In the optional meditative movement with Jaya,
we "go inside" specific parts of the body. Then from that connection, we simply allow movement anywhere in the body. This improvisation practice can feel weird or freeing, but either way is very relevant for daily life.
Meditative movement frees our experience of awareness--and gets us in touch with other ways of knowing:
~Being in the body develops direct nonverbal knowing.
~We leave room for what is already aware.
~Not thinking about what movement comes next, we can feel for the edge of the unknown, and discover what emerges experientially in the flow of movement.
~We can notice and let go of the feeling that we are being “watched” and judged by someone separate, whether outside or within us. We notice and put aside right-and-wrong control. Realizing that embarrassment and showing off “are not friends,” we contact unshakable dignity.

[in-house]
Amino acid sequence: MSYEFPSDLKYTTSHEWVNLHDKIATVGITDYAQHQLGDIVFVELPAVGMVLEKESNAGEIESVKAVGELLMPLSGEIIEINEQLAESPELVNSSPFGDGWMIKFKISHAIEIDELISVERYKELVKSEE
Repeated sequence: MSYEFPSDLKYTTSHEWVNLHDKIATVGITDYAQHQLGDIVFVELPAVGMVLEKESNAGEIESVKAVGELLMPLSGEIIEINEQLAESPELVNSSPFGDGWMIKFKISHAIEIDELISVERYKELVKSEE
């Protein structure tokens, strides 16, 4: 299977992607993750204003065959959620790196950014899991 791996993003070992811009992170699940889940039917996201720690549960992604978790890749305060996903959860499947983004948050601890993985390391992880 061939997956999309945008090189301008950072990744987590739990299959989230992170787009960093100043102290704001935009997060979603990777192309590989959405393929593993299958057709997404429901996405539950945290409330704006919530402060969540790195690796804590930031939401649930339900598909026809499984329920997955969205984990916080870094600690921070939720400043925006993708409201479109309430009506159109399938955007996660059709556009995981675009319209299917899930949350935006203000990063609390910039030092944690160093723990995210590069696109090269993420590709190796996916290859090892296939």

Tremendous freedom is available as we realize that this separation--watching, judgment and control--happen in our own minds. And that there is another, undivided way of living.
Resting into relaxed awareness and moving on the edge of the unknown help free us from the control that often infects meditation practice. Playful, simple, deep movement gives access to release and insight.
Inspired by the “embodied anatomy” of Bonnie Bainbridge Cohen, Jaya's meditative movement also sometimes integrates Jin Shin Jyutsu, deep ecology, and constellation work.